I'm slightly embarrassed to admit that I've made this recipe at least four times in the past couple weeks. And that's after I'd finished making all my recipe adjustments. For me, this is very unusual. I typically try to mix it up out of fear I'll get bored of a good recipe. Especially at dinner. For some reason, I can repeat breakfast / lunch over and over, but when it comes to dinner...well, I typically need more variety. But not with this recipe. I'm obsessed.
At this time of year, grocers are literally giving away zucchini. For the past few weeks, my favorite vendor at the local farmers market has been selling it at a buck a piece. One dollar! Shut up and take our money. Yes, I was that crazy person trying to stuff armfuls of zucchini into my undersized shopping bag. This recipe made me do it.
This dish is perfect when you're craving a warm meal, without the heaviness that makes you want to take a nap afterwards (bowl of pasta, I'm looking at you). These zucchini fritters are nice and crispy on the outside, soft and flavorful on the inside, and topped with a creamy and refreshing yogurt sauce. And if that wasn't enough, both the fritters and sauce are packed with fresh, fragrant herbs. It's a perfect way to showcase the best of late summer.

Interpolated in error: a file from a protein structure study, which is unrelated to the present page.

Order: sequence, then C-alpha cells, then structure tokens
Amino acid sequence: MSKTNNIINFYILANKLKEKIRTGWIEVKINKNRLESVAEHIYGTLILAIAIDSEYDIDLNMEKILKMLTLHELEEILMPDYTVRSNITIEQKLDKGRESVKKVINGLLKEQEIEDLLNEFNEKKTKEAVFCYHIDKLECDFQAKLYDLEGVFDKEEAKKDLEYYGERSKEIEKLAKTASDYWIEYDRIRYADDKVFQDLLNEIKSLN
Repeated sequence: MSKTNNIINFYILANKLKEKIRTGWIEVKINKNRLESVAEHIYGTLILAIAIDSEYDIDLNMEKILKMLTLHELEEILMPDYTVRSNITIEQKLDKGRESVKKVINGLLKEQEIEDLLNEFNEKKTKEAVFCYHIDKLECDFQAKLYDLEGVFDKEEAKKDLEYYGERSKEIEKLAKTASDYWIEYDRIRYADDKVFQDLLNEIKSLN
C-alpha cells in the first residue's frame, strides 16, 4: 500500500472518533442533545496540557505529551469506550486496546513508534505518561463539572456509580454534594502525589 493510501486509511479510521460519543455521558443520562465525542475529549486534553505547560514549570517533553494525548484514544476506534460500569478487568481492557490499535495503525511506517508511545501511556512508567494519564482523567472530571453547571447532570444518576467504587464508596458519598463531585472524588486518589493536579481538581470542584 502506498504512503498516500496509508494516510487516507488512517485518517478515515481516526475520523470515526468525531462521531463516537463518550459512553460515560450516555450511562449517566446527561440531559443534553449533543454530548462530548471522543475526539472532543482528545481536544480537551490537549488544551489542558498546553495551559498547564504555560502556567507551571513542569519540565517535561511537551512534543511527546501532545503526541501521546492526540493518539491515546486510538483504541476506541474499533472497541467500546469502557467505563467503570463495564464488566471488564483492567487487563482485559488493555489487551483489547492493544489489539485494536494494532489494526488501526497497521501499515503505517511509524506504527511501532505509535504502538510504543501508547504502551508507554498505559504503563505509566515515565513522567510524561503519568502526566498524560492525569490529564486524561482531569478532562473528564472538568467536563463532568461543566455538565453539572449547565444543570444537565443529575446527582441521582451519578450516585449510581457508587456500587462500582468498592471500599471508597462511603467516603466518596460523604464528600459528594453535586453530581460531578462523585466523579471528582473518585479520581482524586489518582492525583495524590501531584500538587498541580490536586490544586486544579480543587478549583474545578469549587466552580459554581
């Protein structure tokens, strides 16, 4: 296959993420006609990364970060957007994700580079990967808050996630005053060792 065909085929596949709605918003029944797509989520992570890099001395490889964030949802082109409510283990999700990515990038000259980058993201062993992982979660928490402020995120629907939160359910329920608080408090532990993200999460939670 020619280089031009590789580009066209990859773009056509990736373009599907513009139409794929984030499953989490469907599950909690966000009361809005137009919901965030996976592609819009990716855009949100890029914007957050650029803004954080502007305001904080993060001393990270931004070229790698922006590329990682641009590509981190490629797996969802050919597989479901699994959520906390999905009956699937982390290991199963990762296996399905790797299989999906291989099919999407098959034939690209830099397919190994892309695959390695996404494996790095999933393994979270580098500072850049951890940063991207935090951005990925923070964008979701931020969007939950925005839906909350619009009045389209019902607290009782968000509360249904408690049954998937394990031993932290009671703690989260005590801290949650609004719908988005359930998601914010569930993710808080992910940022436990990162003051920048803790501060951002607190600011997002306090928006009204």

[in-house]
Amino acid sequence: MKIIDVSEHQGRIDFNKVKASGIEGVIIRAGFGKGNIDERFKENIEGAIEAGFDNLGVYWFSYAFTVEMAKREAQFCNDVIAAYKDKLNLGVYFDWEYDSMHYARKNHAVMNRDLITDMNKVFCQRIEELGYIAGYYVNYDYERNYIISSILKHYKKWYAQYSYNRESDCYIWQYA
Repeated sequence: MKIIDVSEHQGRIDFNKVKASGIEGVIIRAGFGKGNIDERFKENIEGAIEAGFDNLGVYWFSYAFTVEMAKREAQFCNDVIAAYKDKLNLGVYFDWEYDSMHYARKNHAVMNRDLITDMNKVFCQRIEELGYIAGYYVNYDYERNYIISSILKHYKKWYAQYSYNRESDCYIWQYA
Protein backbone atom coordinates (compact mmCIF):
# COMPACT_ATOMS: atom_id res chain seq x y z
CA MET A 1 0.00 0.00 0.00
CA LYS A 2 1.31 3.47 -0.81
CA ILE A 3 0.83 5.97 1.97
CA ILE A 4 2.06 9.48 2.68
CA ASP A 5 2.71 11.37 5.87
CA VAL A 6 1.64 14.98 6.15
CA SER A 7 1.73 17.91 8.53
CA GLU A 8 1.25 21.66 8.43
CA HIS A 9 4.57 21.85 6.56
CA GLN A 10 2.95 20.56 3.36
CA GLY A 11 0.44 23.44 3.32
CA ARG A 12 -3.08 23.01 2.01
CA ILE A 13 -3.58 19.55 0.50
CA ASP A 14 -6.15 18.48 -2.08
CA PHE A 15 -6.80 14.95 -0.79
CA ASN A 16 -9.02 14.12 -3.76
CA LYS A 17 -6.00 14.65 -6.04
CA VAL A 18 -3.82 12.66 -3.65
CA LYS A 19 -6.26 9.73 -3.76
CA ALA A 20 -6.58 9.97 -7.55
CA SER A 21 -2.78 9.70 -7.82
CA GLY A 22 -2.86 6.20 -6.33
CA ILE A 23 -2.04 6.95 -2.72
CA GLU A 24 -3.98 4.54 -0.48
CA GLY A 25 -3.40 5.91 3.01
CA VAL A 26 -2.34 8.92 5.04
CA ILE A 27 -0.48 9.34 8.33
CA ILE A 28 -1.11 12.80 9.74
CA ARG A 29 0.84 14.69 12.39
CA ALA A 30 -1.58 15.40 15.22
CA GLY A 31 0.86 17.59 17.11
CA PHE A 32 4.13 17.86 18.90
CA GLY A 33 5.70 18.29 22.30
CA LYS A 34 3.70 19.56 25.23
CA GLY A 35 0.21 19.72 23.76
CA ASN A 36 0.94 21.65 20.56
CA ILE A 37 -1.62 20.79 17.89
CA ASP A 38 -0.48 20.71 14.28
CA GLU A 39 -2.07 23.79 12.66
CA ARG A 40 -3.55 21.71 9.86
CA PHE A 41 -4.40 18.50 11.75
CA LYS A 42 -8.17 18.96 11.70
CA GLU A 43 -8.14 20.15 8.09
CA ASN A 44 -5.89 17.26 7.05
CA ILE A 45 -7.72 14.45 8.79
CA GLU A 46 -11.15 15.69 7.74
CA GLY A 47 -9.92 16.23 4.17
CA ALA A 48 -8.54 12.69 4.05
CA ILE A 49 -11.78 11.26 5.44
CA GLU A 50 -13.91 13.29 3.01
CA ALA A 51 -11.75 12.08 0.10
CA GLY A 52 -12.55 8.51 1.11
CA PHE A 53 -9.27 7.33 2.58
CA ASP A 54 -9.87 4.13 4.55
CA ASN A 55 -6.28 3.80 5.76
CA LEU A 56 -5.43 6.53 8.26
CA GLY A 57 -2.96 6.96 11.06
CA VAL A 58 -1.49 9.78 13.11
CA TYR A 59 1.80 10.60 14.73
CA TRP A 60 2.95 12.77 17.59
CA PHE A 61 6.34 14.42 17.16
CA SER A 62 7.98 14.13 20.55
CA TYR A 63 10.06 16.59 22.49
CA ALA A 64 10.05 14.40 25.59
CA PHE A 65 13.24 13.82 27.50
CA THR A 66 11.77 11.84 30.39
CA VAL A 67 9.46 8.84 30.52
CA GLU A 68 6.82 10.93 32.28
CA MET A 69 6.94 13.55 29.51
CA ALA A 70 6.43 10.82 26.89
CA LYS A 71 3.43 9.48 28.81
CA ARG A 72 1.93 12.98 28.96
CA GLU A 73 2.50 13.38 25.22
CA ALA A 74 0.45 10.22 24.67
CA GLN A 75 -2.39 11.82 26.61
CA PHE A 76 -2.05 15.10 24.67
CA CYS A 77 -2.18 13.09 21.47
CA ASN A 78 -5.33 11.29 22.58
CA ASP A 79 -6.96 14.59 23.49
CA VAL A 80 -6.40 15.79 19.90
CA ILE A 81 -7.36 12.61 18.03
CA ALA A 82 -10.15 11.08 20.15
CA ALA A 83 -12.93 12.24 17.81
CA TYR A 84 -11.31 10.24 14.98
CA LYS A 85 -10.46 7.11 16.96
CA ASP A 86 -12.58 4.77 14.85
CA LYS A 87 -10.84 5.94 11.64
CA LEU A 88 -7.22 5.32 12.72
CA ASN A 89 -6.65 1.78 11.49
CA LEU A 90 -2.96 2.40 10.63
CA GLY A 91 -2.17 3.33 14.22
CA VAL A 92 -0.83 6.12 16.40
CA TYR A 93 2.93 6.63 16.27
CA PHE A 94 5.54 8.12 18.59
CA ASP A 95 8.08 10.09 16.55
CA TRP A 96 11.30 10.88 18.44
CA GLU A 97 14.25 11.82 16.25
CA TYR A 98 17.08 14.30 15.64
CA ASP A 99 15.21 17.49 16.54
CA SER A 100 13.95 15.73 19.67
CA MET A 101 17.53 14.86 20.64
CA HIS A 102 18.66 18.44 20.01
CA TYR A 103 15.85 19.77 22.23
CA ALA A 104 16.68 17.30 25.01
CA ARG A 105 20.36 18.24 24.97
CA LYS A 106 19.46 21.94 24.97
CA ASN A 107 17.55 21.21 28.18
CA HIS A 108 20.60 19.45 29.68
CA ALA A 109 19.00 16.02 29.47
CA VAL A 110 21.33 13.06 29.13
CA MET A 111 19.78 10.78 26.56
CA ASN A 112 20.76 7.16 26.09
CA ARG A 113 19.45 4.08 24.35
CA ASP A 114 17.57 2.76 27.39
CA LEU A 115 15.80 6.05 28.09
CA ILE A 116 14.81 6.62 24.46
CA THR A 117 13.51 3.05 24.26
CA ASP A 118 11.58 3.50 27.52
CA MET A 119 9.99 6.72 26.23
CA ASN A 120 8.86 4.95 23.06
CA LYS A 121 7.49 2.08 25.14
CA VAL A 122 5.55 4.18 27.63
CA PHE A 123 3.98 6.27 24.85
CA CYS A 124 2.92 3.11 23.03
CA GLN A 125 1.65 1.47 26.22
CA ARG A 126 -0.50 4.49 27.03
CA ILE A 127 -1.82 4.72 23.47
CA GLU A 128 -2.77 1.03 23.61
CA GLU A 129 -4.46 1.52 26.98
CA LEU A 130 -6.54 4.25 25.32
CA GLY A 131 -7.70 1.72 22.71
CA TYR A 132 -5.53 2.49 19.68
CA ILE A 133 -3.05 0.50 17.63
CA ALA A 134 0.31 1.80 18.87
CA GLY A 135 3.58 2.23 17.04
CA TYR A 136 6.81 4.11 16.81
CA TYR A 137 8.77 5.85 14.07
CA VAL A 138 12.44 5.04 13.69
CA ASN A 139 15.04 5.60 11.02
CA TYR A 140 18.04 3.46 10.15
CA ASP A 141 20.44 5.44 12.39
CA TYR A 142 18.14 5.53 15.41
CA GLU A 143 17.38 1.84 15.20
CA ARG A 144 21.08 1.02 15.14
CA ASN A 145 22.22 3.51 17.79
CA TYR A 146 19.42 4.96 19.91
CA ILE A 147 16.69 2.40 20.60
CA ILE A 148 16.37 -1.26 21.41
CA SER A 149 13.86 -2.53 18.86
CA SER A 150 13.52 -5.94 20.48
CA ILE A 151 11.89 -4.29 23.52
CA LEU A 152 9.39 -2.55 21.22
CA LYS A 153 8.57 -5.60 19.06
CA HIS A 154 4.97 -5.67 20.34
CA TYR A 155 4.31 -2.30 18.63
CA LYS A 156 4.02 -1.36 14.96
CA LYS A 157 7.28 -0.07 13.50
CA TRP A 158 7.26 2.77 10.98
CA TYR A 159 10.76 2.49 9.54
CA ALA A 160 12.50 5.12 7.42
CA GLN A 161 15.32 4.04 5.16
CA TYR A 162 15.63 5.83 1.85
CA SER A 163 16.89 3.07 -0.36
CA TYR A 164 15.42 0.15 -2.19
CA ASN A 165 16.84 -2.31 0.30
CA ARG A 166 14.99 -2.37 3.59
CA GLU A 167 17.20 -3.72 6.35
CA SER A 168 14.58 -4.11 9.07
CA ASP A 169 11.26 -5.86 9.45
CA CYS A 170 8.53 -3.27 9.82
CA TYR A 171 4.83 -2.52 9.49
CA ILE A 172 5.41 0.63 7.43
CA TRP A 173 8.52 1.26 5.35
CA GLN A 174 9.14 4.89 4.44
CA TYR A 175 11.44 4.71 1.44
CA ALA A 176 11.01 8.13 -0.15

Fun fact - did you know, zucchini is technically a fruit? Yup, tomatoes aren't the only vegetables (I mean fruit) pulling the wool over our eyes! Zucchini is part of the squash family, which can be separated into summer and winter varieties. Zucchini is a summer squash, which means it gets picked while still "young" and has softer skin – which makes it good for eating either cooked or raw.
Because zucchini is a good source of nutrients, you can feel great about piling your plate high with these yummy fritters. Surprisingly to some, zucchini contains fairly high levels of vitamin C. Usually when people hear vitamin C they think citrus fruits, but a cup of chopped zucchini provides about 30% of your daily needs - and this recipe will give you even more than that! In addition to providing about the same level of potassium as a banana, zucchini is also a great source of beta carotene. Beta carotene is converted to vitamin A in the body, which then goes on to perform many important roles. It's critical for eye health, growth and tissue healing, healthy skin and a whole host of other functions (including antioxidant effects). In order to benefit from beta carotene in zucchini, you'll need to consume the skin, so avoid peeling it. When eating the skin, try to buy organic zucchini when possible.